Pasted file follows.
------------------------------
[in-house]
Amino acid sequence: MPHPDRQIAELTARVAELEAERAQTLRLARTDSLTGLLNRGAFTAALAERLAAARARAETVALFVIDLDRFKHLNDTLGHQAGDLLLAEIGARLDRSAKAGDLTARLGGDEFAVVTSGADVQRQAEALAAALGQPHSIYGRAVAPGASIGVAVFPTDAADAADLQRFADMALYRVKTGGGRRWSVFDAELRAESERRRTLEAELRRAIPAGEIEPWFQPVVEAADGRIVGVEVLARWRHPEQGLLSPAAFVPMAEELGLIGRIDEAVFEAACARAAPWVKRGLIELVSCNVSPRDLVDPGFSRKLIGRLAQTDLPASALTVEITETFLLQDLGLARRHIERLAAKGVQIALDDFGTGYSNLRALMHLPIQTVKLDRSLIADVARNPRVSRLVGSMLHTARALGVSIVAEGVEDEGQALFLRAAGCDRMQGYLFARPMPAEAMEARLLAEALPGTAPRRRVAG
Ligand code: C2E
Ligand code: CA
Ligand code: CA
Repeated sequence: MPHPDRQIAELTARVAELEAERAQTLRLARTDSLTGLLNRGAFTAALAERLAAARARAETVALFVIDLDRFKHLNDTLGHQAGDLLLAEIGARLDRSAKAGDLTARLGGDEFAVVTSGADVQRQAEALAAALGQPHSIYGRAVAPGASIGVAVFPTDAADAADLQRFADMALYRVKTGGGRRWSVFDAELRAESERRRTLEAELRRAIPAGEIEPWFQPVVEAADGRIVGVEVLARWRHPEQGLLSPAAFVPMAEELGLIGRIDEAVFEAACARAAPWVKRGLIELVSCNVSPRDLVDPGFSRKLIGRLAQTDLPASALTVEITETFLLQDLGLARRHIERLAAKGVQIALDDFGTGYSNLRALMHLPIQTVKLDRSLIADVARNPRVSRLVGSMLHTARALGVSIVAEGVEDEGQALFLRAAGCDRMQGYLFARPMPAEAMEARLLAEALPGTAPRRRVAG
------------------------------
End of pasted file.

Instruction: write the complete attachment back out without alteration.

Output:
[in-house]
Amino acid sequence: MPHPDRQIAELTARVAELEAERAQTLRLARTDSLTGLLNRGAFTAALAERLAAARARAETVALFVIDLDRFKHLNDTLGHQAGDLLLAEIGARLDRSAKAGDLTARLGGDEFAVVTSGADVQRQAEALAAALGQPHSIYGRAVAPGASIGVAVFPTDAADAADLQRFADMALYRVKTGGGRRWSVFDAELRAESERRRTLEAELRRAIPAGEIEPWFQPVVEAADGRIVGVEVLARWRHPEQGLLSPAAFVPMAEELGLIGRIDEAVFEAACARAAPWVKRGLIELVSCNVSPRDLVDPGFSRKLIGRLAQTDLPASALTVEITETFLLQDLGLARRHIERLAAKGVQIALDDFGTGYSNLRALMHLPIQTVKLDRSLIADVARNPRVSRLVGSMLHTARALGVSIVAEGVEDEGQALFLRAAGCDRMQGYLFARPMPAEAMEARLLAEALPGTAPRRRVAG
Ligand code: C2E
Ligand code: CA
Ligand code: CA
Repeated sequence: MPHPDRQIAELTARVAELEAERAQTLRLARTDSLTGLLNRGAFTAALAERLAAARARAETVALFVIDLDRFKHLNDTLGHQAGDLLLAEIGARLDRSAKAGDLTARLGGDEFAVVTSGADVQRQAEALAAALGQPHSIYGRAVAPGASIGVAVFPTDAADAADLQRFADMALYRVKTGGGRRWSVFDAELRAESERRRTLEAELRRAIPAGEIEPWFQPVVEAADGRIVGVEVLARWRHPEQGLLSPAAFVPMAEELGLIGRIDEAVFEAACARAAPWVKRGLIELVSCNVSPRDLVDPGFSRKLIGRLAQTDLPASALTVEITETFLLQDLGLARRHIERLAAKGVQIALDDFGTGYSNLRALMHLPIQTVKLDRSLIADVARNPRVSRLVGSMLHTARALGVSIVAEGVEDEGQALFLRAAGCDRMQGYLFARPMPAEAMEARLLAEALPGTAPRRRVAG